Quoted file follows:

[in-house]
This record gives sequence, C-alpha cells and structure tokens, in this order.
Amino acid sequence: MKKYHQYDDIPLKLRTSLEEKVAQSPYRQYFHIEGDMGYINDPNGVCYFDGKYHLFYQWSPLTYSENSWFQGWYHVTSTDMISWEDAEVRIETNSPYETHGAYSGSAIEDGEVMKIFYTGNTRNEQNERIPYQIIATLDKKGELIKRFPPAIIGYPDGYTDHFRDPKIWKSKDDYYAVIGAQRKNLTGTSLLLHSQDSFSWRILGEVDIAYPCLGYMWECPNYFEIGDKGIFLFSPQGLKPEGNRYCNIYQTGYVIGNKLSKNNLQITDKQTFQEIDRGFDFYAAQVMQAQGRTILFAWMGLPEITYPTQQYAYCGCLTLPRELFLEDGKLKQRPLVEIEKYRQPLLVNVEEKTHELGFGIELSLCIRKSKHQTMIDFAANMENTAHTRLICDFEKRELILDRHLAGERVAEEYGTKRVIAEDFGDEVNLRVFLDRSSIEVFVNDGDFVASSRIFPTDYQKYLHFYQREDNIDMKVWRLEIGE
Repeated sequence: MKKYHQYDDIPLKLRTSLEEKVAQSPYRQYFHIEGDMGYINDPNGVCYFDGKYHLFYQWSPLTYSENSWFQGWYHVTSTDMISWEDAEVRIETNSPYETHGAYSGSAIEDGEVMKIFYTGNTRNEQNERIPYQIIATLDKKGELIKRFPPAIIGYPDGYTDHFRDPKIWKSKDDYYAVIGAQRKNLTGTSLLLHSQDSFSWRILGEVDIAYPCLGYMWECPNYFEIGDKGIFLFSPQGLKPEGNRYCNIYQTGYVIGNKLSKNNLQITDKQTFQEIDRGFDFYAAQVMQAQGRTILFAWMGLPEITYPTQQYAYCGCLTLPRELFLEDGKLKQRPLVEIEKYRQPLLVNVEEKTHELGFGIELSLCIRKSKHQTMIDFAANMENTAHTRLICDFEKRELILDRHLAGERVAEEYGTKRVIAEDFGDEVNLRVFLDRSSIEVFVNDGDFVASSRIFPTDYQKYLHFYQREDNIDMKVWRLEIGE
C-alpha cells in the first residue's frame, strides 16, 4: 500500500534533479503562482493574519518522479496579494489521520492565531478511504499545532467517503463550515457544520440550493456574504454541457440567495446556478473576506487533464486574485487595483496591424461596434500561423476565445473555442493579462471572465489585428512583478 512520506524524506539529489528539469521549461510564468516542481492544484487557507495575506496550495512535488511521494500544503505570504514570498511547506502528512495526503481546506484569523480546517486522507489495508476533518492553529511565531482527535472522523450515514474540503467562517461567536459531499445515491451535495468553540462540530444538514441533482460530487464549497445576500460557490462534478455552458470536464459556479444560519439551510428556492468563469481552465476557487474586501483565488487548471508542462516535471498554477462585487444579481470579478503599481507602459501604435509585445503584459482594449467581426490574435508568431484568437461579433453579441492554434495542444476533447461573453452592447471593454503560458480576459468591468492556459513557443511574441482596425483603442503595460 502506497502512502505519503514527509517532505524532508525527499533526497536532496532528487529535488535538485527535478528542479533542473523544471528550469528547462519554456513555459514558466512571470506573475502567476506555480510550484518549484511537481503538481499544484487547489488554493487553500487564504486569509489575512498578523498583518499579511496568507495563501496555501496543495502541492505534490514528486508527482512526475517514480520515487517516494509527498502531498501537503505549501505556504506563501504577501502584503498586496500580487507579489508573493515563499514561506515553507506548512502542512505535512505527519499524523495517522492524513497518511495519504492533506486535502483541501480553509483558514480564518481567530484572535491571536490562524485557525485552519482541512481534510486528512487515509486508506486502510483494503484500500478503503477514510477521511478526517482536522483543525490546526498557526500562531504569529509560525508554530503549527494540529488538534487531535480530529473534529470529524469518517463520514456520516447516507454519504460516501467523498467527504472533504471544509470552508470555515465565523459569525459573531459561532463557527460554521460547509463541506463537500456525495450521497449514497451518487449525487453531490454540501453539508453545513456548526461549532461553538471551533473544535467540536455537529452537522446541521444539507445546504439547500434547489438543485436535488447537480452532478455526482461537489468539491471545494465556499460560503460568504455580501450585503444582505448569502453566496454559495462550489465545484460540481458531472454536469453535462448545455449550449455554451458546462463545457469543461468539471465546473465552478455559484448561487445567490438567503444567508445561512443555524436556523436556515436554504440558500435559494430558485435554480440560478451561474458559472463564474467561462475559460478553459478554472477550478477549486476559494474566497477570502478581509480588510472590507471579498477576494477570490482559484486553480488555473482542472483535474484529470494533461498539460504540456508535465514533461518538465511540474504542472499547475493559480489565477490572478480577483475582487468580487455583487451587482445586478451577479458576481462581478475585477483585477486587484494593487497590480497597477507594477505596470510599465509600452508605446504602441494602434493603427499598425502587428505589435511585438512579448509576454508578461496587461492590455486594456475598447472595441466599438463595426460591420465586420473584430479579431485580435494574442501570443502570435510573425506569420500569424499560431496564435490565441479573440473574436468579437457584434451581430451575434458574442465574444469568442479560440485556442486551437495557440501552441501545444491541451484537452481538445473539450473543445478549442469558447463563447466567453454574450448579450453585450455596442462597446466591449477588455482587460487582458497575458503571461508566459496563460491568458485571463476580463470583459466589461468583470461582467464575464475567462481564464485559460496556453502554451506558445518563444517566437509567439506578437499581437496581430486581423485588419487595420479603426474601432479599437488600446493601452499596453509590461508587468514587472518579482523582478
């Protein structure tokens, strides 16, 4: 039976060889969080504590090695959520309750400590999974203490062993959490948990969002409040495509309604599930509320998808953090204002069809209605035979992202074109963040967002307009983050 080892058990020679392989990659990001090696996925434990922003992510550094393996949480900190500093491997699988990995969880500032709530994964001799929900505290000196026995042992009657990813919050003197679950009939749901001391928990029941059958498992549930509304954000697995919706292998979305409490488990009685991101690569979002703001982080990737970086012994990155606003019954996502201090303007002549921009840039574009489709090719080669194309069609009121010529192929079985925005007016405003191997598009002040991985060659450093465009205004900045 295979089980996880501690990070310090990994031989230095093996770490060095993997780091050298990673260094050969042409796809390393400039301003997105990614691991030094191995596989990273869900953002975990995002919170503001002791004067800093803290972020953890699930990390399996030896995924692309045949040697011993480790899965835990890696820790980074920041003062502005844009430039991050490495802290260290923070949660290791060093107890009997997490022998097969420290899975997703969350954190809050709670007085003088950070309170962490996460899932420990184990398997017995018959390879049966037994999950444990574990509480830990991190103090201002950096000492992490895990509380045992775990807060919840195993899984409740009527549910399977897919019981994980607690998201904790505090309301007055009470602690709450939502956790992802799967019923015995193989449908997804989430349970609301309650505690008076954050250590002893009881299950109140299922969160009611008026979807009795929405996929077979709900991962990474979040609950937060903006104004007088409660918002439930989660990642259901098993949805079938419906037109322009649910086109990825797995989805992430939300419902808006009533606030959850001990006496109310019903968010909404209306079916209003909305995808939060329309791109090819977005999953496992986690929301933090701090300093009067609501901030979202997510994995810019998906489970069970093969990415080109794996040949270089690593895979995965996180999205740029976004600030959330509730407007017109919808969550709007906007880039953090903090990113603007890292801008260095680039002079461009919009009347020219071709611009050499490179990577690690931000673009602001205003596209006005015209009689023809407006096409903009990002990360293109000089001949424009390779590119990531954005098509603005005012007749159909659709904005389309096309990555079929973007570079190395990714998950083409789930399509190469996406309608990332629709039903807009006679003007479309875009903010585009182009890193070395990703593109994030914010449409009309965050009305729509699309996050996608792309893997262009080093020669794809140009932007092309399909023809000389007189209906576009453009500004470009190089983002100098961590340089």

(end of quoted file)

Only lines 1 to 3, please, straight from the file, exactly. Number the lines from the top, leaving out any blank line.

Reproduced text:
[in-house]
This record gives sequence, C-alpha cells and structure tokens, in this order.
Amino acid sequence: MKKYHQYDDIPLKLRTSLEEKVAQSPYRQYFHIEGDMGYINDPNGVCYFDGKYHLFYQWSPLTYSENSWFQGWYHVTSTDMISWEDAEVRIETNSPYETHGAYSGSAIEDGEVMKIFYTGNTRNEQNERIPYQIIATLDKKGELIKRFPPAIIGYPDGYTDHFRDPKIWKSKDDYYAVIGAQRKNLTGTSLLLHSQDSFSWRILGEVDIAYPCLGYMWECPNYFEIGDKGIFLFSPQGLKPEGNRYCNIYQTGYVIGNKLSKNNLQITDKQTFQEIDRGFDFYAAQVMQAQGRTILFAWMGLPEITYPTQQYAYCGCLTLPRELFLEDGKLKQRPLVEIEKYRQPLLVNVEEKTHELGFGIELSLCIRKSKHQTMIDFAANMENTAHTRLICDFEKRELILDRHLAGERVAEEYGTKRVIAEDFGDEVNLRVFLDRSSIEVFVNDGDFVASSRIFPTDYQKYLHFYQREDNIDMKVWRLEIGE